Does the future of TV broadcasting mean no sex, no sugar, and possibly no shooting?
Federal government hearings will soon bring in experts to discuss violence in the media. In particular, a number of analysts will say that violence may indeed be instigated and sustained by watching too much violent media.
Broadcasters might be concerned. This topic isn’t new, but the latest mass murders could add some heft to the discussions.
Lots of discussion will center on scripted, fictional shows. But will TV news make it into the hearings? News content can be violent. Maybe that shouldn't be allowed either. Content is content. And if young children can't distinguish fictional violence from the real thing, where does that leave real-life violence?
Some people say these crimes haven nothing to do with guns – they blame entertainment, movies, TV and video games, as well as mental health issues.
Should all this develop into any meaningful push, the questions will always be: “How to handle?” “Who makes the judgment call about what is necessary in storytelling?” “Should all potential violent-oriented content run after 10 p.m.? After 11 p.m? After midnight?”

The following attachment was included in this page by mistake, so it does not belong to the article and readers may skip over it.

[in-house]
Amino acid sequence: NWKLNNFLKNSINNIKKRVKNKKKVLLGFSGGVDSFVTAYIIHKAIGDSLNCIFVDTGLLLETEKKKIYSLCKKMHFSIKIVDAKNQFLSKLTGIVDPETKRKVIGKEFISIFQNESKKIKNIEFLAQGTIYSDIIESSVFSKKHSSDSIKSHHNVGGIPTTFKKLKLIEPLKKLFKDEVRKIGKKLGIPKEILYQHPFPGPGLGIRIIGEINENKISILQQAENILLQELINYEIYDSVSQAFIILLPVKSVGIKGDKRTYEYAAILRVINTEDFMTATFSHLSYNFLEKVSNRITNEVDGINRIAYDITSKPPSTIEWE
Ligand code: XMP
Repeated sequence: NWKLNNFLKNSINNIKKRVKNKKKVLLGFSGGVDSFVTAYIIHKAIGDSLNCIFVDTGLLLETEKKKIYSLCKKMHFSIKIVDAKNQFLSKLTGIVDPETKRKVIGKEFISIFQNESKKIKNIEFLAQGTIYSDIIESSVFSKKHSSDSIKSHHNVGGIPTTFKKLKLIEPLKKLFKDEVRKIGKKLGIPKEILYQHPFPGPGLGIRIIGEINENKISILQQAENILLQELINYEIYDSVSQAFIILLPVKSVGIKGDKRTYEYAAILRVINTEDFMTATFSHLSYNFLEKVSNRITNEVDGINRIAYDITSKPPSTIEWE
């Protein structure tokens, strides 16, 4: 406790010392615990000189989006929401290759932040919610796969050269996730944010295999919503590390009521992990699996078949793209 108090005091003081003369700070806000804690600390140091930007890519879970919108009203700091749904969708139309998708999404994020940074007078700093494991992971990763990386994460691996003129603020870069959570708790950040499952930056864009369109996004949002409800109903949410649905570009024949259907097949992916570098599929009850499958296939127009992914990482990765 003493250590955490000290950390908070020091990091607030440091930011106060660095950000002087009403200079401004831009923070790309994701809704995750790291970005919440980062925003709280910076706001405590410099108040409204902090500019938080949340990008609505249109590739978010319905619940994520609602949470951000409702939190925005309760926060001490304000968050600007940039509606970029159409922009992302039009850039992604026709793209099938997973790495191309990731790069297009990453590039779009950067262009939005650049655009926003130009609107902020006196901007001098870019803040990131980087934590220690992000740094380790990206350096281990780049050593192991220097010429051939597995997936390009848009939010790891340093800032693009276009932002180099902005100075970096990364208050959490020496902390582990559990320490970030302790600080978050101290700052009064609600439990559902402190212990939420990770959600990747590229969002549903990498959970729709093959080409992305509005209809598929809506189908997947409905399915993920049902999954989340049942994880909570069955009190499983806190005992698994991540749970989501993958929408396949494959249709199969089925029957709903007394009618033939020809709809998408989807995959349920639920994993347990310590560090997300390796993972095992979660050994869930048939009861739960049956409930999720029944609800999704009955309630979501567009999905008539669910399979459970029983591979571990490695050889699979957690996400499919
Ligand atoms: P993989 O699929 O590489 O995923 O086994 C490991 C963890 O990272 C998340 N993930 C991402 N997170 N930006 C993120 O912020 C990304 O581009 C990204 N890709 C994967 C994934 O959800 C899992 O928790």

TV marketers have a place in this mix. But as usual, it comes against their free-market intention of looking for as many consumers as possible in a given TV show to absorb and act on their messaging.
Should the marketplace decide? If there are fewer consumers, a TV show is not viable. The business math works.
If all this does indeed gain traction, and broadcasters somehow take heed of this advice, you'll be seeing a lot more singing competitions, straight-ahead comedies, harmless primetime soaps about musicals or other workplace scenarios, and news.
Zombies? Nope. Gang-related story lines? Nope. News stories about errant violent acts in your neighborhood? Maybe not so much either.